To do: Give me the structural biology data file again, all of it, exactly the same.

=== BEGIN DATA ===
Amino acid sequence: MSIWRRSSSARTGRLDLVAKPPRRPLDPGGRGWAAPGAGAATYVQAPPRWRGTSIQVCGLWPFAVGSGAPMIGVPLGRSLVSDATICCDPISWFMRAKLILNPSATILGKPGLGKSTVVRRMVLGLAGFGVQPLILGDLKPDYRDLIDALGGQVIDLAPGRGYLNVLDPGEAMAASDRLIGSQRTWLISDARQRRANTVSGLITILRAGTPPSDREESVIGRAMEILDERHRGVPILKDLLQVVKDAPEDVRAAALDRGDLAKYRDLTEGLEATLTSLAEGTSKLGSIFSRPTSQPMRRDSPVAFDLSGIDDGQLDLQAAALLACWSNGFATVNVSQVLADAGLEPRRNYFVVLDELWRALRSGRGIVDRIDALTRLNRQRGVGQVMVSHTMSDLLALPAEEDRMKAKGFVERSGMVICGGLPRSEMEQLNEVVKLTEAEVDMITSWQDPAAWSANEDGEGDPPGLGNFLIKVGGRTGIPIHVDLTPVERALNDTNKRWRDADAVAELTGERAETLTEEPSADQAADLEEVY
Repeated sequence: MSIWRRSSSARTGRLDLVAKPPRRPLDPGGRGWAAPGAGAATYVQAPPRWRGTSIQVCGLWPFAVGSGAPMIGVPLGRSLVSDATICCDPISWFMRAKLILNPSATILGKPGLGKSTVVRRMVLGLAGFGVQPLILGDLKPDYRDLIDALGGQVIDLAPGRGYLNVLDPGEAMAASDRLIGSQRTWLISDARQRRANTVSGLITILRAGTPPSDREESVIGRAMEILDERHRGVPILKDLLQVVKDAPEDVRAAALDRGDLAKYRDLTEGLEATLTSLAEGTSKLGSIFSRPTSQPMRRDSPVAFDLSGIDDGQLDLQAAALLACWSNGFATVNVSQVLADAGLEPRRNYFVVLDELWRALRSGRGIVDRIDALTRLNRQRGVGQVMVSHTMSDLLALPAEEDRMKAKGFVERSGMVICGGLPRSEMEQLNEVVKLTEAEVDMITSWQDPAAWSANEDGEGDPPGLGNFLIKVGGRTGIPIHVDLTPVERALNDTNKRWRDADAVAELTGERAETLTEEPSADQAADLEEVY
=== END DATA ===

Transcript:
Amino acid sequence: MSIWRRSSSARTGRLDLVAKPPRRPLDPGGRGWAAPGAGAATYVQAPPRWRGTSIQVCGLWPFAVGSGAPMIGVPLGRSLVSDATICCDPISWFMRAKLILNPSATILGKPGLGKSTVVRRMVLGLAGFGVQPLILGDLKPDYRDLIDALGGQVIDLAPGRGYLNVLDPGEAMAASDRLIGSQRTWLISDARQRRANTVSGLITILRAGTPPSDREESVIGRAMEILDERHRGVPILKDLLQVVKDAPEDVRAAALDRGDLAKYRDLTEGLEATLTSLAEGTSKLGSIFSRPTSQPMRRDSPVAFDLSGIDDGQLDLQAAALLACWSNGFATVNVSQVLADAGLEPRRNYFVVLDELWRALRSGRGIVDRIDALTRLNRQRGVGQVMVSHTMSDLLALPAEEDRMKAKGFVERSGMVICGGLPRSEMEQLNEVVKLTEAEVDMITSWQDPAAWSANEDGEGDPPGLGNFLIKVGGRTGIPIHVDLTPVERALNDTNKRWRDADAVAELTGERAETLTEEPSADQAADLEEVY
Repeated sequence: MSIWRRSSSARTGRLDLVAKPPRRPLDPGGRGWAAPGAGAATYVQAPPRWRGTSIQVCGLWPFAVGSGAPMIGVPLGRSLVSDATICCDPISWFMRAKLILNPSATILGKPGLGKSTVVRRMVLGLAGFGVQPLILGDLKPDYRDLIDALGGQVIDLAPGRGYLNVLDPGEAMAASDRLIGSQRTWLISDARQRRANTVSGLITILRAGTPPSDREESVIGRAMEILDERHRGVPILKDLLQVVKDAPEDVRAAALDRGDLAKYRDLTEGLEATLTSLAEGTSKLGSIFSRPTSQPMRRDSPVAFDLSGIDDGQLDLQAAALLACWSNGFATVNVSQVLADAGLEPRRNYFVVLDELWRALRSGRGIVDRIDALTRLNRQRGVGQVMVSHTMSDLLALPAEEDRMKAKGFVERSGMVICGGLPRSEMEQLNEVVKLTEAEVDMITSWQDPAAWSANEDGEGDPPGLGNFLIKVGGRTGIPIHVDLTPVERALNDTNKRWRDADAVAELTGERAETLTEEPSADQAADLEEVY